One Texas cartoon contest gunman was American convert to Islam

One Texas cartoon contest gunman was American convert to Islam
Police stand guard outside the Curtis Culwell Center on Monday in Garland, Texas. Two men who were roommated opened fire on police Sunday night who were guarding a provocative contest for Prophet Muhammed cartoons. A police officer returned fire killing both men. (Brandon Wade / AP)

One of the gunmen killed Sunday at a Texas event promoting drawings of the Muslim prophet Muhammad was an American convert to Islam and a wannabe jihadist who lived in north Phoenix, according to court records and a federal law enforcement official.

Elton Simpson, who was in his mid-20s, was born in Illinois and moved to Phoenix, according to court records. Simpson was prosecuted in 2010 in federal court in Phoenix for making false statements to FBI agents about going to Somalia to engage in jihad.


Phoenix attorney Kristina Sitton, who represented Simpson, then 19, in the 2010 case, said she first met him after his conversion to Islam in high school. After converting, Simpson gave up drinking and sex, Sitton said. "He was on a really good path," she said.

Simpson -- who didn't have a criminal record or any traffic tickets when he was first prosecuted -- was being closely watched by the FBI during the late 2000s, according to court records.

Officials said investigators paid Simpson's roommate $132,000 over several years to wear a body wire and record his conversations with Simpson.

In 2009, the FBI opened a formal criminal investigation after the secret recordings captured Simpson talking with Dabla Deng, his roommate, about jihad and going to the "battlefield" in Somalia.

"I'm telling you, man, we can make it to the battlefield...It's time to roll," Simpson said, according to court transcripts of the recording.

In what a court official described in the transcripts as a "singing-type" voice, Simpson said, "Bye bye, America."

Simpson had enrolled in a madrassa in South Africa to study Islam and signed up for a new passport when investigators questioned Simpson in front of his home in the Phoenix suburb of Avondale, Ariz., about whether his true intentions were to go to Somalia.

Simpson denied it, and a grand jury indicted him on suspicion of lying to federal investigators. His attorney, Sitton, dismissed the Somalia conversations as just talk, "absolutely silly."

Simpson's mosque put up the $100,000 bail while he was being held on the false-statement charge.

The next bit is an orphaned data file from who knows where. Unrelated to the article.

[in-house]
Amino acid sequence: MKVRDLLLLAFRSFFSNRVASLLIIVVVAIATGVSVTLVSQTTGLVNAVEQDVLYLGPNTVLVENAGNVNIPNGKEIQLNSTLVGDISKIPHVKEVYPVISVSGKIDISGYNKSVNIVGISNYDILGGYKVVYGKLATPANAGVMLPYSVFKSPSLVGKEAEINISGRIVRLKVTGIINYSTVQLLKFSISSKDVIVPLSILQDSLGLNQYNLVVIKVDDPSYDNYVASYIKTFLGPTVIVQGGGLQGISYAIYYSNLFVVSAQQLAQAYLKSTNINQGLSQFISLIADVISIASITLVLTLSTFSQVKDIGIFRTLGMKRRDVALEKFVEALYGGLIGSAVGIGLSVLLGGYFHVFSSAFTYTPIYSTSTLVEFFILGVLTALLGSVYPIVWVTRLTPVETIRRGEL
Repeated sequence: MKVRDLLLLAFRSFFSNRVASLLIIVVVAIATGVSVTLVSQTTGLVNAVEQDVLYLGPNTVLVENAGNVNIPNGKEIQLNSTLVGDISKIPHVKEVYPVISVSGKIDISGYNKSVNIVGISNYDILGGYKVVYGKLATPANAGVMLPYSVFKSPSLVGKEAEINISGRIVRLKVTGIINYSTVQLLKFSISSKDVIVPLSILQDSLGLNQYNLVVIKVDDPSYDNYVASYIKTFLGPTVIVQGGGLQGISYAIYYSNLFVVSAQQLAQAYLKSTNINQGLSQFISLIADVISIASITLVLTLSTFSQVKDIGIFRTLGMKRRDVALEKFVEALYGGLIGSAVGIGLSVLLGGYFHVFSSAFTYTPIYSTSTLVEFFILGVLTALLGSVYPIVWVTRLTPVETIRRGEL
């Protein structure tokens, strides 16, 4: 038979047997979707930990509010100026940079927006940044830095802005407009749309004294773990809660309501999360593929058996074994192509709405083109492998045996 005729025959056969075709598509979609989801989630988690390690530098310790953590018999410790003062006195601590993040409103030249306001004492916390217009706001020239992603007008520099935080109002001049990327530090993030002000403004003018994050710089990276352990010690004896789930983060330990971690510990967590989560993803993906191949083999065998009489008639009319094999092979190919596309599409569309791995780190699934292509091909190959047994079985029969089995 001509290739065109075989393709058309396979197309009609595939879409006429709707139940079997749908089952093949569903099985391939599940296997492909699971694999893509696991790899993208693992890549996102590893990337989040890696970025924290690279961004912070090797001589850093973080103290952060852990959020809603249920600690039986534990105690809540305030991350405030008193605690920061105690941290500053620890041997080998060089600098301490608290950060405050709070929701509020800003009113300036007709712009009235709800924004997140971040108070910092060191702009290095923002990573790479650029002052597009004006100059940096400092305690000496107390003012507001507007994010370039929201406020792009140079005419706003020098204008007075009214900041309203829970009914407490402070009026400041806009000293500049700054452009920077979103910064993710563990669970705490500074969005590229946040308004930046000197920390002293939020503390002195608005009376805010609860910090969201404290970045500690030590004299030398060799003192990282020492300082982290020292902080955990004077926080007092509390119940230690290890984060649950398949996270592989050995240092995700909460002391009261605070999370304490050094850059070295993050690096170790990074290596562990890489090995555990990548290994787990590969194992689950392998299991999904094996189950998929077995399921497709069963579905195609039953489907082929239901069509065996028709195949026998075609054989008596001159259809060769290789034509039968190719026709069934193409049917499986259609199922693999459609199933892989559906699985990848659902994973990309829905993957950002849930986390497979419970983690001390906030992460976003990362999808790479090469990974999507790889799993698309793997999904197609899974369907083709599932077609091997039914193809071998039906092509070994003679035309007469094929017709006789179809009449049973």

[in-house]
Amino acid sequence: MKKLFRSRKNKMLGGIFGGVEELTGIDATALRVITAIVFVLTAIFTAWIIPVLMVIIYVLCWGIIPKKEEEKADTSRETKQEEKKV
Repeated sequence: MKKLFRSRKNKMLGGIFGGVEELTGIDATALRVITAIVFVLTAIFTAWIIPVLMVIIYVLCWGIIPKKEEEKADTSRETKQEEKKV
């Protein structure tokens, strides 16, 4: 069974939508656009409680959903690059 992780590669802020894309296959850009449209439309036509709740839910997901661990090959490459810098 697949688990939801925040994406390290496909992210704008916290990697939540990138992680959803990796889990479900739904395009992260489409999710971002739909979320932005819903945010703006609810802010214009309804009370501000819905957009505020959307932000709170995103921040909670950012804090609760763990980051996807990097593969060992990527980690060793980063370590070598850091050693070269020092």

Simpson was found guilty, but the judge ruled that there was insufficient evidence to conclude that the crime was directly involved to "international terrorism."

Simpson was placed on three years probation and fined $600.

In court records, officials said Simpson's family, who lived in the Phoenix area, including Simpson's father, attended at least one of the court hearings.

Simpson's father is a plumber, said Tony Cabrales, 49, a neighbor of the family at their last known address in a quiet Avondale subdivision.

The family lives in a pretty stucco-sided house in the subdivision with views between the homes of the charcoal-colored Sierra Estrella range to the west.


"Real nice neighbors, we were just, 'hi, bye,' " Cabrales said. "There's a lot of kids running up and down here, but it's a quiet neighborhood."

Cabrales said he last saw Simpson two years ago.

Simpson was a proselytizer, Sitton said, constantly pushing his religion on other people in prison and even Sitton herself.

"He was kind of a talker, but he seemed harmless," Sitton said.

"I represented some of the worst of the worst, and I never would have thought he would do this," she said.

In 2011, Simpson tried to fly to Ohio for his grandmother's funeral. At the airport, Sitton said Simpson was told he could not fly unless he went to a side room and talked to the FBI.

He called Sitton. "They were trying to get him to be an informant," Sitton said. "They said 'If you want to come in, cooperate.' "

In court records, federal investigators said that Simpson had known Hassan Abu-Jihaad, an enlistee in the U.S. Navy who was sentenced to 10 years in prison in 2009 for leaking information on the Navy to the operators of a jihadi website.

"As the FBI agents were shaking defendant's hand, and preparing to leave, defendant asked agents about Hassan Abu Jihad," the prosecution wrote of the Jan. 7, 2010 interview in one memo. "Specifically, defendant asked about the status of Abu Jihad's appeal of his federal conviction. ... After asking about Abu Jihad, defendant stated he was concerned about Abu Jihad's future. Defendant and Abu Jihad knew each other from Abu Jihad's previous time in Phoenix."

Duara reported from Phoenix and Pearce from Los Angeles. Times staff writer Richard A. Serrano in Boston contributed to this report.

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